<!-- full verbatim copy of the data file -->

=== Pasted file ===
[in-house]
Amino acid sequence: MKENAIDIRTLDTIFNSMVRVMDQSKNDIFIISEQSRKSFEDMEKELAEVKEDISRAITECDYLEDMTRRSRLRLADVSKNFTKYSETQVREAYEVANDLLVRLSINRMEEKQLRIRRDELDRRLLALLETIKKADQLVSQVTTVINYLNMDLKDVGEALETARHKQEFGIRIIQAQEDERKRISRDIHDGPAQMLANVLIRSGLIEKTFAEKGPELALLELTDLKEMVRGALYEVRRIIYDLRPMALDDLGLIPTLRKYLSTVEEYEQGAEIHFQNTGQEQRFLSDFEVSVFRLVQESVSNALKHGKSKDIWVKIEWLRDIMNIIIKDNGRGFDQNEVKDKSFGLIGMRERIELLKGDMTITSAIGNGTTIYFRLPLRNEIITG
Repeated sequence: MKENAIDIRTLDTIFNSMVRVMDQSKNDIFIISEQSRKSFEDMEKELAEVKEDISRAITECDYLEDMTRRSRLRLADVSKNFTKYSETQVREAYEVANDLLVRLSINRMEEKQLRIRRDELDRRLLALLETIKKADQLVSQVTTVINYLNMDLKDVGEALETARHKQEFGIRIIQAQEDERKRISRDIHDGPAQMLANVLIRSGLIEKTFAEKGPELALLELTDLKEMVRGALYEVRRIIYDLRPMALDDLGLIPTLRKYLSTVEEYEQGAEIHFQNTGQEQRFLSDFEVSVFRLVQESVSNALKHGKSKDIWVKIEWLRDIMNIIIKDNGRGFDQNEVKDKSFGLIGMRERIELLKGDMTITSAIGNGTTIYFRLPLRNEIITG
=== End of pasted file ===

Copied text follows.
[in-house]
Amino acid sequence: MKENAIDIRTLDTIFNSMVRVMDQSKNDIFIISEQSRKSFEDMEKELAEVKEDISRAITECDYLEDMTRRSRLRLADVSKNFTKYSETQVREAYEVANDLLVRLSINRMEEKQLRIRRDELDRRLLALLETIKKADQLVSQVTTVINYLNMDLKDVGEALETARHKQEFGIRIIQAQEDERKRISRDIHDGPAQMLANVLIRSGLIEKTFAEKGPELALLELTDLKEMVRGALYEVRRIIYDLRPMALDDLGLIPTLRKYLSTVEEYEQGAEIHFQNTGQEQRFLSDFEVSVFRLVQESVSNALKHGKSKDIWVKIEWLRDIMNIIIKDNGRGFDQNEVKDKSFGLIGMRERIELLKGDMTITSAIGNGTTIYFRLPLRNEIITG
Repeated sequence: MKENAIDIRTLDTIFNSMVRVMDQSKNDIFIISEQSRKSFEDMEKELAEVKEDISRAITECDYLEDMTRRSRLRLADVSKNFTKYSETQVREAYEVANDLLVRLSINRMEEKQLRIRRDELDRRLLALLETIKKADQLVSQVTTVINYLNMDLKDVGEALETARHKQEFGIRIIQAQEDERKRISRDIHDGPAQMLANVLIRSGLIEKTFAEKGPELALLELTDLKEMVRGALYEVRRIIYDLRPMALDDLGLIPTLRKYLSTVEEYEQGAEIHFQNTGQEQRFLSDFEVSVFRLVQESVSNALKHGKSKDIWVKIEWLRDIMNIIIKDNGRGFDQNEVKDKSFGLIGMRERIELLKGDMTITSAIGNGTTIYFRLPLRNEIITG